My recent post on divorce and remarriage prompted a few questions. Here are my answers:
- Would you consider an abusive marriage to fall into the category of desertion/abandonment? If so, would it follow that the abuser would be excommunicated and therefore be an unbeliever, and the wronged spouse would be free to biblically divorce and remarry?
The major problem with talking about these things is that man has an incredible ability to take principles and turn them into specific laws. Then, when various situations don’t “fit” precisely inside the boundaries of the laws, they throw out the law entirely and act like they are free to do whatever they want. They “do whatever seems right in their own eyes.” Man also has an incredible ability to tweak/spin things so that they look like something else. This is why there will be so many caveats and maybes in what follows. We need to remember that much of the Bible gives us principles and we need to navigate or apply the principles, asking God for wisdom. So, when we understand and get past the principles, we need wisdom to make our choices.
In answering this question, we might need to pray for wisdom to discern whether there is actual abuse, or simply two people who need to learn to be humble and love the other person first (Phil. 2:3). For our purposes, let’s assume no one would deny that the husband is abusing his wife (except him perhaps). There are broken bones and blood.
If a man is abusing his wife, the church should get involved and should work with him to help him walk with God and to love his wife as Christ loved the church (Eph. 5:22ff). If he rebels against the church, and therefore God, he should be excommunicated from the Church. This action recognizes him as a non-believer and would put him outside the protection of God.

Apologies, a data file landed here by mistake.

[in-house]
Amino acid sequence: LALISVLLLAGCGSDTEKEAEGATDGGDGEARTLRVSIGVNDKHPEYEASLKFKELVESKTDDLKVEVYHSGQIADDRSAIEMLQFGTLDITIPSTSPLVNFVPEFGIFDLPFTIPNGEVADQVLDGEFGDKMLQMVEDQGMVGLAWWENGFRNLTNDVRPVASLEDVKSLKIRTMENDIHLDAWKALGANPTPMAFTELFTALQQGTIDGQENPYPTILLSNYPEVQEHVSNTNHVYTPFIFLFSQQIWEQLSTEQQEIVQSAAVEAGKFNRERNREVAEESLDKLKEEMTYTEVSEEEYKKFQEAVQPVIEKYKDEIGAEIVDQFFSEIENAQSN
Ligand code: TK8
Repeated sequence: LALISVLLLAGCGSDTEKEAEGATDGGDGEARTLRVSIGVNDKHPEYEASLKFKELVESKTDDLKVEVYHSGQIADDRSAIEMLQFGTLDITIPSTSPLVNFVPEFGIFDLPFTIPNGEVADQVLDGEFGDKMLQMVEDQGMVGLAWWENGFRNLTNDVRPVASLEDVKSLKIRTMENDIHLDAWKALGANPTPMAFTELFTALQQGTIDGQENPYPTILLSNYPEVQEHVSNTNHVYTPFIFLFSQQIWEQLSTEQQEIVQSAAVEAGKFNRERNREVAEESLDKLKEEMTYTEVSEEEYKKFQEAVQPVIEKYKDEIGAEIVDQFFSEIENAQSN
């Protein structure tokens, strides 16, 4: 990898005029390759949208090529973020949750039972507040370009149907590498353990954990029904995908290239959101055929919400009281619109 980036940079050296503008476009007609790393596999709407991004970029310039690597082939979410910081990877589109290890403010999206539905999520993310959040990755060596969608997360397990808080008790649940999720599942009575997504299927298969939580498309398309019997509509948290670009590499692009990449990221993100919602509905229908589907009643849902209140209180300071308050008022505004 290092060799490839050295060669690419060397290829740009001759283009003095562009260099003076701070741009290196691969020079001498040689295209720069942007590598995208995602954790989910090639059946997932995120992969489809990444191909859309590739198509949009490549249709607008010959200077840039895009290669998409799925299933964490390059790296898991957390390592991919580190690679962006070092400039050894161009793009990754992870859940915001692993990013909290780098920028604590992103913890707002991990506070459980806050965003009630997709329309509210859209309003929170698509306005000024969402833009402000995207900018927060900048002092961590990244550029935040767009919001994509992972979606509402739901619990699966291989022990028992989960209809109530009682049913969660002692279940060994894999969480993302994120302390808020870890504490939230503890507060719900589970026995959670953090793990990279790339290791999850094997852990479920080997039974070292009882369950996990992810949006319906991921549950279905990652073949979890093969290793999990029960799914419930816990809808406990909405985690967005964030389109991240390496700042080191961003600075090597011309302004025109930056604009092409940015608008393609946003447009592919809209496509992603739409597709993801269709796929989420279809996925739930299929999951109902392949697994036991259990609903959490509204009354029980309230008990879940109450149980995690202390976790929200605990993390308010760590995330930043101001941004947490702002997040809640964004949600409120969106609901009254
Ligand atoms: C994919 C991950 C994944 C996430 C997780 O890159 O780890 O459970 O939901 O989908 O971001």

Were to happen, and presumably the wife is a Christian, she would be in the situation mentioned in 1 Corinthians 7:12-15. Verse 15 says, “Yet But if the unbeliever departs, let him depart; a brother or a sister is not under bondage in such cases. But God has called us to peace.”
The principle is that a Christian should remain married to a non-Christian if he wants to be there and doesn’t depart. The perfect example would be that she is respecting him, loving him, and making his life glorious. He recognizes this and really thinks he has hit the jackpot with this one and loves her and protects her in return. He’s just a nice non-Christian man who knows when he has it good.
Now, the question is, what if the non-Christian man shows that he isn’t pleased to live with his Christian wife, by treating her in a mean and nasty way. There are broken bones and blood. I would say that this situation doesn’t take rocket science to decide. She should leave him, divorce him, and would be free to remarry.